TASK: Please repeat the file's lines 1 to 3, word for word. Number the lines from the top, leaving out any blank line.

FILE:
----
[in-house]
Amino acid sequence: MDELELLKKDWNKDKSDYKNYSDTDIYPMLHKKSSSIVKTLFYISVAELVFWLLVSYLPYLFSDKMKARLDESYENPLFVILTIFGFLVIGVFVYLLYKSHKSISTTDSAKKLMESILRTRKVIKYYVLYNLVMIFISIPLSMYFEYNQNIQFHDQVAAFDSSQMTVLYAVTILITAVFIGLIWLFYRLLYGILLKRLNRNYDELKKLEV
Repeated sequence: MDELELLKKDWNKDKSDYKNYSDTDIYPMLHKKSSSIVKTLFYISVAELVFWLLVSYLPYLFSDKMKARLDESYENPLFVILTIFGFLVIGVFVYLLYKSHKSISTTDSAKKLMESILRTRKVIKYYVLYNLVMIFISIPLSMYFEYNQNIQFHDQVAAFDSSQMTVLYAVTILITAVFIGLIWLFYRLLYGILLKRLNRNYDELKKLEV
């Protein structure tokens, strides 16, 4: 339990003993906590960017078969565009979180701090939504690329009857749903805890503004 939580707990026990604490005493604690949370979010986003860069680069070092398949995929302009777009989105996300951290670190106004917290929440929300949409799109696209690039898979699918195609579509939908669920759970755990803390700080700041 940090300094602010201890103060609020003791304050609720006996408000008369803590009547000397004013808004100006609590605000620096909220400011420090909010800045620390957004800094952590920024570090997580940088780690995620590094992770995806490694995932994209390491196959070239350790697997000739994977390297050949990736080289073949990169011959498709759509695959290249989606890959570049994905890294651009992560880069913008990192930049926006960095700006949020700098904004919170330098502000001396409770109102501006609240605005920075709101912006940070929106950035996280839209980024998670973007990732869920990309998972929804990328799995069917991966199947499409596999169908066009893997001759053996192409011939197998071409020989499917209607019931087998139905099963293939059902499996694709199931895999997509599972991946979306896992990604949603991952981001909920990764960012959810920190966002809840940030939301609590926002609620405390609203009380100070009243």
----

[in-house]
Amino acid sequence: MDELELLKKDWNKDKSDYKNYSDTDIYPMLHKKSSSIVKTLFYISVAELVFWLLVSYLPYLFSDKMKARLDESYENPLFVILTIFGFLVIGVFVYLLYKSHKSISTTDSAKKLMESILRTRKVIKYYVLYNLVMIFISIPLSMYFEYNQNIQFHDQVAAFDSSQMTVLYAVTILITAVFIGLIWLFYRLLYGILLKRLNRNYDELKKLEV
Repeated sequence: MDELELLKKDWNKDKSDYKNYSDTDIYPMLHKKSSSIVKTLFYISVAELVFWLLVSYLPYLFSDKMKARLDESYENPLFVILTIFGFLVIGVFVYLLYKSHKSISTTDSAKKLMESILRTRKVIKYYVLYNLVMIFISIPLSMYFEYNQNIQFHDQVAAFDSSQMTVLYAVTILITAVFIGLIWLFYRLLYGILLKRLNRNYDELKKLEV